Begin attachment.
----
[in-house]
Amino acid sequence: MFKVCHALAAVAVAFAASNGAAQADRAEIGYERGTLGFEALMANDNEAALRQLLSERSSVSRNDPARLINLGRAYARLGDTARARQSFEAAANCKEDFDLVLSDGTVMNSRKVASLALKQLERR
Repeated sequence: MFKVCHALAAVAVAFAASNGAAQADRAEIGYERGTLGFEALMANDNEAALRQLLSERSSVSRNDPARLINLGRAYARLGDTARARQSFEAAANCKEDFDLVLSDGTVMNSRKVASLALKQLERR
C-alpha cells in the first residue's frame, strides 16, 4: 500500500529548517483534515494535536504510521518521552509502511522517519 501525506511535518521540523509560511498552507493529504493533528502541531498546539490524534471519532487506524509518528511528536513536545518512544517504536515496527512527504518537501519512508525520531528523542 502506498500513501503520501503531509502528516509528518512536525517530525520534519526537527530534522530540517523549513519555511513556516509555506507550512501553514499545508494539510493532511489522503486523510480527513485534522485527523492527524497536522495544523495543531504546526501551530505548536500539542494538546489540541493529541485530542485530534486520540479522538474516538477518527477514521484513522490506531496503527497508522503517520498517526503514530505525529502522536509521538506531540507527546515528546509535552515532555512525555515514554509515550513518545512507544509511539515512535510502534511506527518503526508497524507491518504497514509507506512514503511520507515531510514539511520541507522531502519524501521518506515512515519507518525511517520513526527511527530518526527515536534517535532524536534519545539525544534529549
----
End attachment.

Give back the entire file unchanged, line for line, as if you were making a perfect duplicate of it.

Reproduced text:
[in-house]
Amino acid sequence: MFKVCHALAAVAVAFAASNGAAQADRAEIGYERGTLGFEALMANDNEAALRQLLSERSSVSRNDPARLINLGRAYARLGDTARARQSFEAAANCKEDFDLVLSDGTVMNSRKVASLALKQLERR
Repeated sequence: MFKVCHALAAVAVAFAASNGAAQADRAEIGYERGTLGFEALMANDNEAALRQLLSERSSVSRNDPARLINLGRAYARLGDTARARQSFEAAANCKEDFDLVLSDGTVMNSRKVASLALKQLERR
C-alpha cells in the first residue's frame, strides 16, 4: 500500500529548517483534515494535536504510521518521552509502511522517519 501525506511535518521540523509560511498552507493529504493533528502541531498546539490524534471519532487506524509518528511528536513536545518512544517504536515496527512527504518537501519512508525520531528523542 502506498500513501503520501503531509502528516509528518512536525517530525520534519526537527530534522530540517523549513519555511513556516509555506507550512501553514499545508494539510493532511489522503486523510480527513485534522485527523492527524497536522495544523495543531504546526501551530505548536500539542494538546489540541493529541485530542485530534486520540479522538474516538477518527477514521484513522490506531496503527497508522503517520498517526503514530505525529502522536509521538506531540507527546515528546509535552515532555512525555515514554509515550513518545512507544509511539515512535510502534511506527518503526508497524507491518504497514509507506512514503511520507515531510514539511520541507522531502519524501521518506515512515519507518525511517520513526527511527530518526527515536534517535532524536534519545539525544534529549